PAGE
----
ASIA: Artists Join Forces to Make a Difference in Mekong

  • by Chris Mony - Newsmekong* (phnom penh)
  • Saturday, November 28, 2009
  • Inter Press Service

'I felt very excited,' she said of the opportunity 'to meet (other) young artists from the region' as one of the Cambodian artists who took part in the Mekong Arts and Media Festival 2009, which was on Nov. 23-27.

The festival was co-organised by the Philippine Educational Theater Association (PETA) under the PETA-Mekong Partnership Program, which was launched in 2004 to showcase alternative forms of creative expression as tools for advocacy and development work within the region. Other organisers were Phare Ponleu Selpak (PPS), Save the Children in Britain and the Center for Community Health Research and Development.

Themed around ‘Breaking Barriers, Converging Arts’, the gathering brought together some 200 representatives from the performing arts, mass media and development work from Cambodia, Thailand, Vietnam, China, Laos and Burma. Aside from various performances from the participating countries, the range of activities during the five-day event also included workshops, fora, exhibits and film showings, all of which provided a much-needed platform to share knowledge and experiences in a region of diverse cultures, history and peoples.

Mekong is a sub-region within South-east Asia of breathtaking landscapes and vast natural resources yet faced with widespread poverty, as evidenced by increasing income disparities. Other major issues confronting it are marginalisation of ethnic minorities and environmental degradation. It is considered one of the areas most vulnerable to climate change across the globe.

At the festival artists from the Philippines, Japan, Singapore and Indonesia also graced the event to share their thoughts and experiences during the series of exchanges among the participants on the challenges and opportunities for advocacy and development work in Mekong.

'Art is important in advocacy work because it can reach many audiences, many people,' said festival co-director Lea Espallardo in an interview with IPS. In her opening remarks, she described the festival as 'a convergence of people, cultures and visions for a better society.'

Part of the festival’s advocacy is to call attention to issues confronting the Mekong children, who are faced, among others, with the constant risk of injury or death from the explosive remnants of war in Mekong’s conflict- ravaged areas. In Cambodia, for instance, between four and six million landmines were laid during the country's three decades of civil war.

Nouv Srey Leab, who has been involved in the perfoming arts for almost a decade, said as an artist she has tried to convey the message that landmines could maim and kill, urging parents and children to be careful lest they end up becoming victims themselves.

She expressed belief that young artists like her have the power to influence other youth by conveying through creative means messages that can have a positive impact on their lives. She has not looked back since she decided to train under Cambodia’s leading art school, PPS (whose name means ‘the brightness of art’), at the age of 15, when she was forced to quit school because her mother could no longer afford to support her education.

One of the highlights of the festival was a children and youth bloc, where the range of activities ran alongside the main festival events. The bloc gave the young festival participants a venue for creative expressions as they tackled some of the complex issues confronting them, including various forms of exploitation such as trafficking.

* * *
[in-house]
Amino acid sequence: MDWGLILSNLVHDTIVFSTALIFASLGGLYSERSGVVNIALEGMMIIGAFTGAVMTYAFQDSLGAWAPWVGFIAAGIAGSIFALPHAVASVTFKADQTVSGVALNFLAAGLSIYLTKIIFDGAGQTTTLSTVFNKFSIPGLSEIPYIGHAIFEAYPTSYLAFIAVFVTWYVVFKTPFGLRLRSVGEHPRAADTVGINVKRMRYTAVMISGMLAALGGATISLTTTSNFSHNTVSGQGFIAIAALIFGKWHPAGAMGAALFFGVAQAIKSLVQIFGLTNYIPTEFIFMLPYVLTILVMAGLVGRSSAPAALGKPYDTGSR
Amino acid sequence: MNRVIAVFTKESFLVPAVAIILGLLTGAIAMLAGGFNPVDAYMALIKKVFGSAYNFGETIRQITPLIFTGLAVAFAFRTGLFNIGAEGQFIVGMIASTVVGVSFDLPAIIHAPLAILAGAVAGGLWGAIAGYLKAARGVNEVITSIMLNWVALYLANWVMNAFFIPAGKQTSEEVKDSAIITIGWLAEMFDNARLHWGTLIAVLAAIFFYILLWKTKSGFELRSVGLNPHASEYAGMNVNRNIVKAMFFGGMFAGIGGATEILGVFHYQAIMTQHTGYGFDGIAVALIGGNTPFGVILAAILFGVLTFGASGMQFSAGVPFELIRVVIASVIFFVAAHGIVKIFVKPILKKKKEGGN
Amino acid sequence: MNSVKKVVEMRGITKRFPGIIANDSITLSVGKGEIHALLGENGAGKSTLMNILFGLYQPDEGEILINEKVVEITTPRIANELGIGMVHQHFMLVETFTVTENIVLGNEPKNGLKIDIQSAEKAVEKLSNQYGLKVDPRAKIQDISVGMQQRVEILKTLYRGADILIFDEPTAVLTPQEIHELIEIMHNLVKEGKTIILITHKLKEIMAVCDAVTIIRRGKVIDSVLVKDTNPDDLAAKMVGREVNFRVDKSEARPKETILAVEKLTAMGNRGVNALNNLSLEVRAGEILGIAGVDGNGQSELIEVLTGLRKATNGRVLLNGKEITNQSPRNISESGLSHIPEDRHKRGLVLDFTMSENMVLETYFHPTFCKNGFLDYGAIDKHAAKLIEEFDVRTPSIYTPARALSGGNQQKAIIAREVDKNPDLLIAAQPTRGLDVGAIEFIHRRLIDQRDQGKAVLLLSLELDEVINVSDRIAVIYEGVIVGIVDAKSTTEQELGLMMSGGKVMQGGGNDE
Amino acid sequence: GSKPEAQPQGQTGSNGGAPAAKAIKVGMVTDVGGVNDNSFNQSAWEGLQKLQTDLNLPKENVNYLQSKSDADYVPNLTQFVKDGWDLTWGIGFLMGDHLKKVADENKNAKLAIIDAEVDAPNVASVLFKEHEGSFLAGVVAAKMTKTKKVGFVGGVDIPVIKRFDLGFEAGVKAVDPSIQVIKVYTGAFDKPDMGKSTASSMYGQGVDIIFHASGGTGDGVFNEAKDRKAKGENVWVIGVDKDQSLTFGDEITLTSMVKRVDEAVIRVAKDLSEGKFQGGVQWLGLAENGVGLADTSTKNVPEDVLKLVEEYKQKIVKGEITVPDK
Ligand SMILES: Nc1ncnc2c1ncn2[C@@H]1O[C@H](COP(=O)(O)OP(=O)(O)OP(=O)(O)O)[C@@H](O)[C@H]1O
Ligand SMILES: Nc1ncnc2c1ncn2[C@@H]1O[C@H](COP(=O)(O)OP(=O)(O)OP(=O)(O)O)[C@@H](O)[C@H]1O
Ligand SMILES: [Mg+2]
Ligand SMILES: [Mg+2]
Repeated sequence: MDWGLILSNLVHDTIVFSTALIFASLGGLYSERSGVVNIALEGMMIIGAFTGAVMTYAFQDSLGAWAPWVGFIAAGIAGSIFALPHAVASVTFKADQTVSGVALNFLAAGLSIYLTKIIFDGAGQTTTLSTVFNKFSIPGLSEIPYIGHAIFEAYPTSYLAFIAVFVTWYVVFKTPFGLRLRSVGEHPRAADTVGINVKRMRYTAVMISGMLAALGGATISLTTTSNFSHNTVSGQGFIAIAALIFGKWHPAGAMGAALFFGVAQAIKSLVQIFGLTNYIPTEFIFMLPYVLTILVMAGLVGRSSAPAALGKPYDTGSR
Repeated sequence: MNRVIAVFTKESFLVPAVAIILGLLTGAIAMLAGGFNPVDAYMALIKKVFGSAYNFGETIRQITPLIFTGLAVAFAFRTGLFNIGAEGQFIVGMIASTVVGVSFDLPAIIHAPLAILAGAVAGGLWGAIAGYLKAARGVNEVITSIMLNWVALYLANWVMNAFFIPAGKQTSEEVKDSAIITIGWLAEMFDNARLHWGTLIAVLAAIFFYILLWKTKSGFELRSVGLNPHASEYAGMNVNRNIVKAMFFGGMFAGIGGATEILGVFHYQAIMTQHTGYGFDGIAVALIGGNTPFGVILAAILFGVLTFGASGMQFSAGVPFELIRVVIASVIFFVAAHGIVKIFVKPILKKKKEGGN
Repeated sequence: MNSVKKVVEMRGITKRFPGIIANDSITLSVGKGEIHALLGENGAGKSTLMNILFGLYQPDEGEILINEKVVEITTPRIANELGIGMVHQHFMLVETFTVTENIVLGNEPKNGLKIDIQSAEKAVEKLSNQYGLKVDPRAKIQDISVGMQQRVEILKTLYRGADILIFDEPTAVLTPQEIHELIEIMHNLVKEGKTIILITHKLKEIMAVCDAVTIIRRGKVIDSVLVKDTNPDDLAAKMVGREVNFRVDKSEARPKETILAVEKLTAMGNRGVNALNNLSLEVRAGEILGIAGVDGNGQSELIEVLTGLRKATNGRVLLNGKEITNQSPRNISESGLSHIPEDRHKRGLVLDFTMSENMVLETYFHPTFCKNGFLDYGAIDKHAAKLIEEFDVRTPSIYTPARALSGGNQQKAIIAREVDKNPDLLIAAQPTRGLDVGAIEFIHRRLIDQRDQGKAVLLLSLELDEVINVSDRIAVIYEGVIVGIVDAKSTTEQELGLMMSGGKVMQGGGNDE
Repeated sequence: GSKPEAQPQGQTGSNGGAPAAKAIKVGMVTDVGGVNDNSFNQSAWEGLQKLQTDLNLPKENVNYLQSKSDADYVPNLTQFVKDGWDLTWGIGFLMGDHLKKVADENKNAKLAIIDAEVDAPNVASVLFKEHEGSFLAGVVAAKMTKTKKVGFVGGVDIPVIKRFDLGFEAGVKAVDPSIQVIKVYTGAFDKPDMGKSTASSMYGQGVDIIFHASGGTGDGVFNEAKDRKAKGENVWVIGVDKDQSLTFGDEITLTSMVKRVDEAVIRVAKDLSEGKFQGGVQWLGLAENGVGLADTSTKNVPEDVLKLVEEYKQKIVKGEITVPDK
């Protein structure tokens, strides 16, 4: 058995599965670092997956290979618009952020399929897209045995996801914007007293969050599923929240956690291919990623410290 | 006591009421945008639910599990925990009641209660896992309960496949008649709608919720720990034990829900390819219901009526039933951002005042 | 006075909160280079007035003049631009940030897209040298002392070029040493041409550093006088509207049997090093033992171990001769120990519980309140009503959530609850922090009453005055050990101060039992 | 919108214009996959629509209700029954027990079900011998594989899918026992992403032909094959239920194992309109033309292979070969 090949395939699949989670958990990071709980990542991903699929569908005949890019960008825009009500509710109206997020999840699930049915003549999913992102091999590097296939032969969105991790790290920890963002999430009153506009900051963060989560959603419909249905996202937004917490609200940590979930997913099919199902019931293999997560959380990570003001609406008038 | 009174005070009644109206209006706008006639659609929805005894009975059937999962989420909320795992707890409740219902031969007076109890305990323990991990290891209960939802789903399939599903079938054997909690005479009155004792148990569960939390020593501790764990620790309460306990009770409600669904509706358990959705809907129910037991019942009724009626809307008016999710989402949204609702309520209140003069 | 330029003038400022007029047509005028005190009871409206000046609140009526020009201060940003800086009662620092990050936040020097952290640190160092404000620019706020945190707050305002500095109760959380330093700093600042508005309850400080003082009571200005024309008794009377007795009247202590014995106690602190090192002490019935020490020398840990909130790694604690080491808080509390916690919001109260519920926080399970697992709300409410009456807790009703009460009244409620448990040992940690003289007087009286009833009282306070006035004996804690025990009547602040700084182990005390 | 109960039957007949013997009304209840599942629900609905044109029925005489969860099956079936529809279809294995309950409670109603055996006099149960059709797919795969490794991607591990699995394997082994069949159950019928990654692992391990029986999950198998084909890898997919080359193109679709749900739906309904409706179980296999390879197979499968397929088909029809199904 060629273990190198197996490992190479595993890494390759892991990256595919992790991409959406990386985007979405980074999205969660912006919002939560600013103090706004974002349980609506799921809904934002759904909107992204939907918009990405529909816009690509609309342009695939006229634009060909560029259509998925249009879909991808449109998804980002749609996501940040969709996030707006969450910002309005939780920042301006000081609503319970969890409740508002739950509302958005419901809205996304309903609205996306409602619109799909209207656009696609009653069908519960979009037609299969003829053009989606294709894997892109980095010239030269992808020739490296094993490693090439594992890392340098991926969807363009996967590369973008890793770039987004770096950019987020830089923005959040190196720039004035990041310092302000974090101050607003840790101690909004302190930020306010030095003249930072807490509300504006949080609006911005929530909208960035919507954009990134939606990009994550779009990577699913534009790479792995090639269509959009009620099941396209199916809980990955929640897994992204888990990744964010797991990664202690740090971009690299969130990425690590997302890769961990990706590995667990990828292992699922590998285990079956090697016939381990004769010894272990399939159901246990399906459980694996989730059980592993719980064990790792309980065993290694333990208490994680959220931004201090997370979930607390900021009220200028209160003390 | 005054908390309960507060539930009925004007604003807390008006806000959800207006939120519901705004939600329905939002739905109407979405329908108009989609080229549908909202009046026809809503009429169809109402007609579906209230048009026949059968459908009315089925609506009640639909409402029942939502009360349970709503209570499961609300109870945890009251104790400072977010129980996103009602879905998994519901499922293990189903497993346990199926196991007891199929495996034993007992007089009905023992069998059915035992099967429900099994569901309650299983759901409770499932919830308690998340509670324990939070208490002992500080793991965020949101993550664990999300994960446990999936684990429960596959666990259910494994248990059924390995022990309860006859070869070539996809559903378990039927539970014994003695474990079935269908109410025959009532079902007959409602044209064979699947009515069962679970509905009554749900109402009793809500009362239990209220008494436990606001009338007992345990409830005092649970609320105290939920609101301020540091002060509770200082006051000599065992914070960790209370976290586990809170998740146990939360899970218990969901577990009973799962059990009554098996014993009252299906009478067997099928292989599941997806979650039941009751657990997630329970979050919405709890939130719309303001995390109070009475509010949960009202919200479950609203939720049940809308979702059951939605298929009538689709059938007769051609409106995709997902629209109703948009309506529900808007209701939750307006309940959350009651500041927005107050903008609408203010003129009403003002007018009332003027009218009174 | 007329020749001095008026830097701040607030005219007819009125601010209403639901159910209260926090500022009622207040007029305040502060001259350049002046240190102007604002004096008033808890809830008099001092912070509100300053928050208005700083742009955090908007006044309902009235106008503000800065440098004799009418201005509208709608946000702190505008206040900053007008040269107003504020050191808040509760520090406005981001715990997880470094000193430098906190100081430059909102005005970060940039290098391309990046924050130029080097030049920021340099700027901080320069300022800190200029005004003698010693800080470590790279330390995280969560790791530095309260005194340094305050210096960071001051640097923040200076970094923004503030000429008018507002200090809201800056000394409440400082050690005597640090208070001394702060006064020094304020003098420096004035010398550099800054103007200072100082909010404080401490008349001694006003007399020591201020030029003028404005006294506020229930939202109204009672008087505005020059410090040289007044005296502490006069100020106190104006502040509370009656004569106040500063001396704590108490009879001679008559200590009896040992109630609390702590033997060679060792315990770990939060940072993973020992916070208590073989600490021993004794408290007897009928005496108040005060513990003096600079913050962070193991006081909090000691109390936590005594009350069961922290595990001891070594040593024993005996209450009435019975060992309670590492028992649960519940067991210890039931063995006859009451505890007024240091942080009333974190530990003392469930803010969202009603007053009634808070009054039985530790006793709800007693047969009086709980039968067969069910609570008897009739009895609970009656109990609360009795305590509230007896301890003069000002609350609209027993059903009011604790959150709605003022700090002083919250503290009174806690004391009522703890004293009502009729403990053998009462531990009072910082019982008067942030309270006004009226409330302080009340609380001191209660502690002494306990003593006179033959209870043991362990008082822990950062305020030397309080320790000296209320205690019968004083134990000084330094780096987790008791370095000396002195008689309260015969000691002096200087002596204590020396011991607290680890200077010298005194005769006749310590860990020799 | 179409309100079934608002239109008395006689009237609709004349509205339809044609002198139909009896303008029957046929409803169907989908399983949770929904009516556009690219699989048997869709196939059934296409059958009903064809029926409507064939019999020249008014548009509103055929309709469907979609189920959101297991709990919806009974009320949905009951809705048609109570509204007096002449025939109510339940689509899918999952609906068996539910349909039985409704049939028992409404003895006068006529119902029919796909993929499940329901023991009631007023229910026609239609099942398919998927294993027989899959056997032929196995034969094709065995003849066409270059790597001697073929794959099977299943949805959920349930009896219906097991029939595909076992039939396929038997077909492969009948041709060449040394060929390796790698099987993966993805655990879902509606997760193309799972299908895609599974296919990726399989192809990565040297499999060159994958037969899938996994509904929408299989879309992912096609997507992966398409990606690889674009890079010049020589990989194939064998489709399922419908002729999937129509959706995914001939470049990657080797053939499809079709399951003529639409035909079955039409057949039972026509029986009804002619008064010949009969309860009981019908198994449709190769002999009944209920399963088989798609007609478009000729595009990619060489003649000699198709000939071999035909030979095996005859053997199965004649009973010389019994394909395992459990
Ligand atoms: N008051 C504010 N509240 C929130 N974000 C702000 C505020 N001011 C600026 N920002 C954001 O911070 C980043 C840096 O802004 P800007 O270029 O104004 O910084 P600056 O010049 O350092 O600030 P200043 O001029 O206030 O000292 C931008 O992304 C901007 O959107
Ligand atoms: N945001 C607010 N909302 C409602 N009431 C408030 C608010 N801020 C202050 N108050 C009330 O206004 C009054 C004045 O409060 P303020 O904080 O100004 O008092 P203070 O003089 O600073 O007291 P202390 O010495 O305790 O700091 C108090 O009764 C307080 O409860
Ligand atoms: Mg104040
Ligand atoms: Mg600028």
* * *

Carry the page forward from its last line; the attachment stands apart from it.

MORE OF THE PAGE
'I think children artists are the most active and dynamic group partners. It would be good if you were doing something for children, if they saw their peers talking about their own lives or what they want and what they dream about,' said Espallardo.

Khoun Det, one of the founders of PPS, admitted that his non-profit institution is still far behind similar organisations in other countries, because of Cambodia’s decades-old civil war whose remnants still litter the country’s landscape in the form of unexploded ordnance and unburied landmines. But what he has learned traveling to other countries he has tried to meld into Cambodia’s traditional art 'to help nurture the children here.'

What he through PPS has been able to achieve became evident during the festival.

Participants said they were impressed by what they saw of Cambodia’s performing arts, thanks in part to PPS’s efforts to offer training free of charge to children and youth like Nouv Srey Leab while pursuing its advocacy of using the arts for community development work.

'I wish I could show the youth in my country how young artists are performing here,' said Ma Ma Naing, a participant from Burma. 'I think we need to change the performing arts in Myanmar. We cannot simply stick to the old traditional style.'

Mika Arashiki, a member of a dance group in Japan, was just as impressed by the performances of the Mekong artists as they showcased their talents. 'It is very interesting for me,' she said of their performances.

To many, the festival was one major regional gathering of artists collectively committed to using their respective crafts and pursuing their creative endeavors to make an impact on their societies.

Burmese artist Moe Satt, who founded ‘Beyond Pressure’, an art group in a country ruled by a military junta, expressed hope for more collaborative efforts in the future such as what the Mekong festival afforded participants like him, who must constantly grapple with a repressive environment that he longs to be liberated from. This, he said, is the 'main theme of all my artworks.'

(*This story was written for the ‘Imaging Our Mekong’ programme coordinated by IPS Asia-Pacific.)

© Inter Press Service (2009) — All Rights ReservedOriginal source: Inter Press Service

Where next?